Analyzing Criminal Justice Student Attitudes Towards Sexual Offenders
Numerous studies within the criminal justice (CJ) field have evaluated public attitudes towards sexual offenders to investigate whether they are disproportionately vilified as compared to other criminal groups. Generally, these studies have found that public perceptions of sex offenders are misconstrued (Corabian, 2021). A dire consequence of such beliefs is that unfounded stigmas misguide public opinions to enact harsh and discriminatory laws that may perpetuate criminality. For example, it has been acknowledged elsewhere that strict sex offender legislation is counterproductive to community safety as harsh restrictions stigmatize and prevent societal reintegration of sex offenders. Although numerous studies have evaluated public perceptions towards sex offenders, few studies have analyzed the perceptions of students, especially those who have a CJ focus. As CJ students begin their career paths, evaluating their attitudes towards sexual offenders may provide insight into future policies and approaches to working with sexual offenders by those most likely to work in this field. Using a sample of 98 undergraduate CJ students from Texas State University, this study explores attitudes towards sexual offenders using the Community Attitudes Toward Sex Offenders (CATSO) scale (Church, Wakeman, Miller, Clements & Sun, 2008). Differences in attitudes are then investigated based on participants’ sociodemographic information, educational levels, political affiliations, past/current enrollment within a sex offender class, and the intended career paths. Implications of the findings are discussed.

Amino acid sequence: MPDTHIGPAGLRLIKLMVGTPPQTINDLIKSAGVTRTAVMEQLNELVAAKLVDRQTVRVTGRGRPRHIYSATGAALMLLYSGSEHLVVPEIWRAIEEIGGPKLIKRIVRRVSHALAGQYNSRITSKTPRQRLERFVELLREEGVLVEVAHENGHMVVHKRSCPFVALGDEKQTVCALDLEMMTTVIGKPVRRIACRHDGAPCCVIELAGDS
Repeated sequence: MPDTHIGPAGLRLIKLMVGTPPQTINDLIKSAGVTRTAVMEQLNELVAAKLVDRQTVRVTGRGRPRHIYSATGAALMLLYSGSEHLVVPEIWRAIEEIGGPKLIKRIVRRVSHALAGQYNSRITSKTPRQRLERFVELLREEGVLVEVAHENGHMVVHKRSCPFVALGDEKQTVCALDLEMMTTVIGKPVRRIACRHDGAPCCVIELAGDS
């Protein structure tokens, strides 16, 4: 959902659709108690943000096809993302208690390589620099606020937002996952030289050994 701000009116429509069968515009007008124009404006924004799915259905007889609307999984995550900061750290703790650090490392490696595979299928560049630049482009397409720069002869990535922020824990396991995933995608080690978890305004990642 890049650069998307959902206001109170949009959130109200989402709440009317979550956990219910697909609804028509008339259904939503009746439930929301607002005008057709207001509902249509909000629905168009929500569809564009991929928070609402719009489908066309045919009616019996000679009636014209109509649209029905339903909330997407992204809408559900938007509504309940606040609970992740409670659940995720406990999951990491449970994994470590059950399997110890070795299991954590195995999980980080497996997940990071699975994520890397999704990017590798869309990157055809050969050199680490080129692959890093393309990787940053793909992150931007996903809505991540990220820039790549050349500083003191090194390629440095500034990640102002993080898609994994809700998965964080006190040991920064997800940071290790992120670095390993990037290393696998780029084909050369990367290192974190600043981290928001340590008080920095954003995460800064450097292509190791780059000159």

sex offenders, perceptions, attitudes, CJ students, careers, Honors College
Ard, P. E. (2022). Analyzing criminal justice student attitudes towards sexual offenders (Unpublished thesis). Texas State University, San Marcos, Texas.